Physician Compensation

How medical care was financed 2000 years ago

A paper by Alexander S. Preker and April Harding at the World Bank analyze the roles of the public and private sector in health care.  One of the more interesting portions discusses medical care financing using some examples from ancient history.

Ideological views on the roles of the state and the private sector belong to a long list of false antitheses in the field of medicine and health care. Since the beginning of written history, the pendulum has swung back and forth between minimalist and heavy-handed state involvement in the health sector.

During antiquity, people used home remedies and private healers when they were ill. Yet, as early as the second millennium B.C., the papyri give fascinating evidence that Imhotep, archetypal physician, priest, and court official in ancient Egypt, introduced a system of publicly provided health care with healers who were paid by the community.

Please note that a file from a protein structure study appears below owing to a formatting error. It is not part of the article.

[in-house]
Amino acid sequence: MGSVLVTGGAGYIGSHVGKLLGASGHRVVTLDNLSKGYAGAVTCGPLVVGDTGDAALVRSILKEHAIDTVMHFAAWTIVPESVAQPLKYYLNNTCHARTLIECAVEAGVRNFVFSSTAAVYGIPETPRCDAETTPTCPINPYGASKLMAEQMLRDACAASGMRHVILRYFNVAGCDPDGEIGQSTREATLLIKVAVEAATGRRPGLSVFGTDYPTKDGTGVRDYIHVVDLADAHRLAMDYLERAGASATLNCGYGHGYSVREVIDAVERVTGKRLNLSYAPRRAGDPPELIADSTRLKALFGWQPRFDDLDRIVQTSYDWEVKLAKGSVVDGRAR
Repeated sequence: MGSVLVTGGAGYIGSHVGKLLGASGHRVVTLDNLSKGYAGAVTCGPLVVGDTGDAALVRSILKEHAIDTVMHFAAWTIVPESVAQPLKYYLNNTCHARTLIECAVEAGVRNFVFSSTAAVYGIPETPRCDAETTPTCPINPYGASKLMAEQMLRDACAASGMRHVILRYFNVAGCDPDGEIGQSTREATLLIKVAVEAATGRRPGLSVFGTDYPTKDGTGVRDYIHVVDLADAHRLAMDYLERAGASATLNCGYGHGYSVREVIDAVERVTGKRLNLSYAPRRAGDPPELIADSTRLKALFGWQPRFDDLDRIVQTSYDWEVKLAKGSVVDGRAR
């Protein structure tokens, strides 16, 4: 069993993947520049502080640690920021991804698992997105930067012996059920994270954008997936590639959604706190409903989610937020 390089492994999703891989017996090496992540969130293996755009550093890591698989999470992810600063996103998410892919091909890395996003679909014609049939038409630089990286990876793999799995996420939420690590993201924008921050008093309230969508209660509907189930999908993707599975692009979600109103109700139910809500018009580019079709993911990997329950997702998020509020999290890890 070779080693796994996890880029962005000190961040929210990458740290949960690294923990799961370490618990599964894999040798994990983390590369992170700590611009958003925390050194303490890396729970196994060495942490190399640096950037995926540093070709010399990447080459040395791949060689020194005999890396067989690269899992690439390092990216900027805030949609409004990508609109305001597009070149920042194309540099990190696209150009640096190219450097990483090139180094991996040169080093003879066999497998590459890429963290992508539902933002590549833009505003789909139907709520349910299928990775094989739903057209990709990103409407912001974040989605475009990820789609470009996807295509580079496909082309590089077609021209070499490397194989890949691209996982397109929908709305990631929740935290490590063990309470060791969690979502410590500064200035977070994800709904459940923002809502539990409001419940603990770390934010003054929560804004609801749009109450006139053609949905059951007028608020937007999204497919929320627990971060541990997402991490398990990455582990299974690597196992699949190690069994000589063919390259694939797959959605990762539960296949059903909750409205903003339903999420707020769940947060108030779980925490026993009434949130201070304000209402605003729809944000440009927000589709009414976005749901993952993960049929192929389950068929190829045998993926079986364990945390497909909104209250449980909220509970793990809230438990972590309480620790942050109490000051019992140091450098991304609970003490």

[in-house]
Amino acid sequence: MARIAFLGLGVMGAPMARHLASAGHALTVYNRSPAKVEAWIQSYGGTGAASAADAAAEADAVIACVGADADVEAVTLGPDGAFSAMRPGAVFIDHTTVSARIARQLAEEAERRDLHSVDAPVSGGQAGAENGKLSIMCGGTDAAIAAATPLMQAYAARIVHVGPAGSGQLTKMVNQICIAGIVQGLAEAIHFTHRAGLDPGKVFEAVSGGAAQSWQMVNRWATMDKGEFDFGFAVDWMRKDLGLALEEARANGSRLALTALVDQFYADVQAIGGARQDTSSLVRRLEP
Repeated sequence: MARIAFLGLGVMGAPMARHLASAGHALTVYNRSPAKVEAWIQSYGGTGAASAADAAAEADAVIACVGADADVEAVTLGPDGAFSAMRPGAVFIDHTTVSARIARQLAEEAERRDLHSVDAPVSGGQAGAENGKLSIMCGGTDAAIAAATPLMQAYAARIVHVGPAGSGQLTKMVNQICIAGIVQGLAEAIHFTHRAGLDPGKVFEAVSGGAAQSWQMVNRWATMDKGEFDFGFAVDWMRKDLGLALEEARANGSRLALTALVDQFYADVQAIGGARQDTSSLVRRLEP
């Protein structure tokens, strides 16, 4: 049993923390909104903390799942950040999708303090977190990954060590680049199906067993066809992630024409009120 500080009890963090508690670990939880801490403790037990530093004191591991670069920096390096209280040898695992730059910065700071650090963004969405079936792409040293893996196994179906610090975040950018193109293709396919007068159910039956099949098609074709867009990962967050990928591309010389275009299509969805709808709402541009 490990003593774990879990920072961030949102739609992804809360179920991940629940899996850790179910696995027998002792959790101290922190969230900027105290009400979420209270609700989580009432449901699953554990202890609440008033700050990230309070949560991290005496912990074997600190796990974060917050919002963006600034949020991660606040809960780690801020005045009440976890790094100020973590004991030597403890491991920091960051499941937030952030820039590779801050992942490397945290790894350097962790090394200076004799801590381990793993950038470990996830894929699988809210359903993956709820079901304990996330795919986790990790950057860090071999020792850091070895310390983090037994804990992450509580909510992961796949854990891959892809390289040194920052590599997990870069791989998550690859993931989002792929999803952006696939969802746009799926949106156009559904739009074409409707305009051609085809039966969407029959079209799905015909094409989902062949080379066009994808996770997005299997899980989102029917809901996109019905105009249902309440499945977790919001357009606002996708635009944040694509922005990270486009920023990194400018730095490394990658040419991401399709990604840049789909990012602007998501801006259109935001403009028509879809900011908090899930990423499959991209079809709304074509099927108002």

This early experiment in organized health care did not survive the test of time. The Code of Hammurabi (1792–50 B.C.) laid down a system of direct fee-for-service payment, based on the nature of services rendered and the patient’s ability to pay. For the next three thousand years, the state’s involvement in health care revolved mainly around enforcing the rules of compensation for personal injury and protection of the self-governing medical guild.

At best, financing, organization, and provision of health care was limited to the royal courts of kings, emperors, and other nobility who might have a physician for their personal use and for their troops at the time of battle. The masses got by with local healers, midwives, natural remedies, apothecaries, and quacks.”